Published on Tuesday, March 15, 2016
As we get closer to planting, many farmers develop, or consider developing, variable seeding rate prescriptions for their fields. Experience levels vary and, as might be expected, accuracy in prescribing the correct seeding rate in a given field location for any given year varies as well. I thought this would be a good time to share some of my experience as well as my findings from a variable rate corn seeding project I conducted this past growing season.
First, it is important to understand that varying seeding rate is not always the right thing to do. It doesn’t always provide a return on investment, largely because of the year-to-year variability in performance of any given hybrid in any given soil environment. In other words, the weather in a given year, its impact on water movement, transport in a field and on plant available water capacity dictates the economically accurate seeding rate on a given soil/landscape position for that year.
In a study conducted by University of Illinois (Figure 5.10), the same variety was grown on the same part of a field for three years in a row. The optimum harvest population ranged from 25,000 plants/A. to 35,000 plants/A. depending on if the weather was conducive to a 140 Bu./A. year or a 230 Bu./A. year. So, if you can tell me what the weather is going to do, I can tell you what rate to put where!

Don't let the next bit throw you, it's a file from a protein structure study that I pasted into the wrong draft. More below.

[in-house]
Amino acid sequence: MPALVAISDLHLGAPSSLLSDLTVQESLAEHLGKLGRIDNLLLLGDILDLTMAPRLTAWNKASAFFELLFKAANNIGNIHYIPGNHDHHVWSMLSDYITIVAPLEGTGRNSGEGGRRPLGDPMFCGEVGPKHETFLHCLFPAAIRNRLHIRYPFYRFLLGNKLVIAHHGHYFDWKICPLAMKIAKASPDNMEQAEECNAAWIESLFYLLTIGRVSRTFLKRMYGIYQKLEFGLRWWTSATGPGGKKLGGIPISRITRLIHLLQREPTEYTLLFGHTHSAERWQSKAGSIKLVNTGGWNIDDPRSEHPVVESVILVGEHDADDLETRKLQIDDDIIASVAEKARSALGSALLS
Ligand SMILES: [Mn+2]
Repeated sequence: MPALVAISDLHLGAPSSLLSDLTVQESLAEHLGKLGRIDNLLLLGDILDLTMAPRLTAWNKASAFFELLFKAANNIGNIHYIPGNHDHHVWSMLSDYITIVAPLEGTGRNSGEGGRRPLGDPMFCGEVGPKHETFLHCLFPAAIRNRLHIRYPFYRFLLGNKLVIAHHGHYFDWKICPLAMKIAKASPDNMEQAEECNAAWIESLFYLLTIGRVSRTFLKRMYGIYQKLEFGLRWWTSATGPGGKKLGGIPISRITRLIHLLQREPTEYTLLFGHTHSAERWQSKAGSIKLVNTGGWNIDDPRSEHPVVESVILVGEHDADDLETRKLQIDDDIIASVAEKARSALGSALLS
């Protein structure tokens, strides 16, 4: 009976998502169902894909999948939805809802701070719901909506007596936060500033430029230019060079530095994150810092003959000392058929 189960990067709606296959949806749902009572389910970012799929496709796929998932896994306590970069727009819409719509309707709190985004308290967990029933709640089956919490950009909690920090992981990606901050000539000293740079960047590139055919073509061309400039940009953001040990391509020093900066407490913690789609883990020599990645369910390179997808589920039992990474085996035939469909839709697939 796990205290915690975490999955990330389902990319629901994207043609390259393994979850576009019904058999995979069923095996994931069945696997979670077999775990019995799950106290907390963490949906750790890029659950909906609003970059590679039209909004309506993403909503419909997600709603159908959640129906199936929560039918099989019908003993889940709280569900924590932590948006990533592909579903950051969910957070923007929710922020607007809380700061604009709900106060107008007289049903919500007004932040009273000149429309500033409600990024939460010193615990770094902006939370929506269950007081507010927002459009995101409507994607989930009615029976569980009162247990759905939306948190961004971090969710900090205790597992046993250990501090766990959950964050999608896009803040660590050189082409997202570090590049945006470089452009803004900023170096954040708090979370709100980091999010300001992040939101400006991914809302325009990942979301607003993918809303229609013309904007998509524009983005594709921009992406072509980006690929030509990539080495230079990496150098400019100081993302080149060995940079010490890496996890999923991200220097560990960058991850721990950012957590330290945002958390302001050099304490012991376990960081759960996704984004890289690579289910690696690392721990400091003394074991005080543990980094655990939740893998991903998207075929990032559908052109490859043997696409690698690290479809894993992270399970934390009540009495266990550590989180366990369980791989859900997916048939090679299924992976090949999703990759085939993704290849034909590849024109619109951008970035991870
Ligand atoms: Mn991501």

Image Reference: Pg. 92 of Modern Corn and Soybean Production, Chapter 5. Planting Decisions and Operations. 2000. Authors, Robert G. Hoeft, Emerson D. Nafziger, Richard R. Johnson, and Samuel R. Aldrich
I have observed this same phenomenon in my own experience. I will often “push” corn seeding rates on ridge landscape positions in Marshall, Minden and Macksburg silt loam soil types in west central Missouri. Multiple years of yield data show these soil positions to be higher producing and capable of responding to greater seeding rates.
However, under water and heat stress conditions at pollination, these soil positions tend to dry out in the order of Minden>Marshall>Macksburg. On Minden soils especially, the higher seeding rate at planting hurt yield performance rather than helped it during a stress year. The key is to know your soils, how well they perform in different weather scenarios, and to “tune” your seeding rate recommendations as best as you can to account for variability in performance. One way of tuning in to seeding rate recommendation is to more accurately set the criteria for your zone development.
Setting Your Criteria for Zone Development:
Make sure to use multiple years of yield data for the crop you intend to vary the seeding rate for (corn or soybeans). Don’t mix corn and soybean years in your multi-year yield analysis for seeding rate recommendations. However, it’s ok to do so when developing zones for fertility management or soil testing.Remember that zones are used for different purposes. When looking at seeding rates, keep in mind that corn is much less forgiving to incomplete or insufficient stands than soybeans. Corn is also more sensitive to water and heat stress when the number of plants exceeds available soil water and nutrient supply.
You need at least four years of yield data per crop to have confidently evaluate the year-to-year stability of identified productivity patterns.